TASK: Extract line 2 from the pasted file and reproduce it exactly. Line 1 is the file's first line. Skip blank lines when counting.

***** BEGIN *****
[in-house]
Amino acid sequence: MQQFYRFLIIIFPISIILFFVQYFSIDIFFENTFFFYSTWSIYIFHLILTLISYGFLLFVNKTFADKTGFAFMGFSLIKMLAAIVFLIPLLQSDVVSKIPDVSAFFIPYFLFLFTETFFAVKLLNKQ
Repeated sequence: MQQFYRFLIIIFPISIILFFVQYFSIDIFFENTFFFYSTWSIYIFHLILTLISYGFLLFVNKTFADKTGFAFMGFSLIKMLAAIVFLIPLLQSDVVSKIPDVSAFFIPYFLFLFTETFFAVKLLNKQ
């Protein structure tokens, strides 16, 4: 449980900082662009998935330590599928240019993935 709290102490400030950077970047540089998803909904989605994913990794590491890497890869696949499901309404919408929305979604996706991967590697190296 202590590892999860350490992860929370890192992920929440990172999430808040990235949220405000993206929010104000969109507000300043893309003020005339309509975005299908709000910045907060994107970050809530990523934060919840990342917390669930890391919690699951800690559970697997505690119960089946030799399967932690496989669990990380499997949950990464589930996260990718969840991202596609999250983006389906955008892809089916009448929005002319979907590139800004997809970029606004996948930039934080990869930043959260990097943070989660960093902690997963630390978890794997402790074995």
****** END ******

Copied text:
Amino acid sequence: MQQFYRFLIIIFPISIILFFVQYFSIDIFFENTFFFYSTWSIYIFHLILTLISYGFLLFVNKTFADKTGFAFMGFSLIKMLAAIVFLIPLLQSDVVSKIPDVSAFFIPYFLFLFTETFFAVKLLNKQ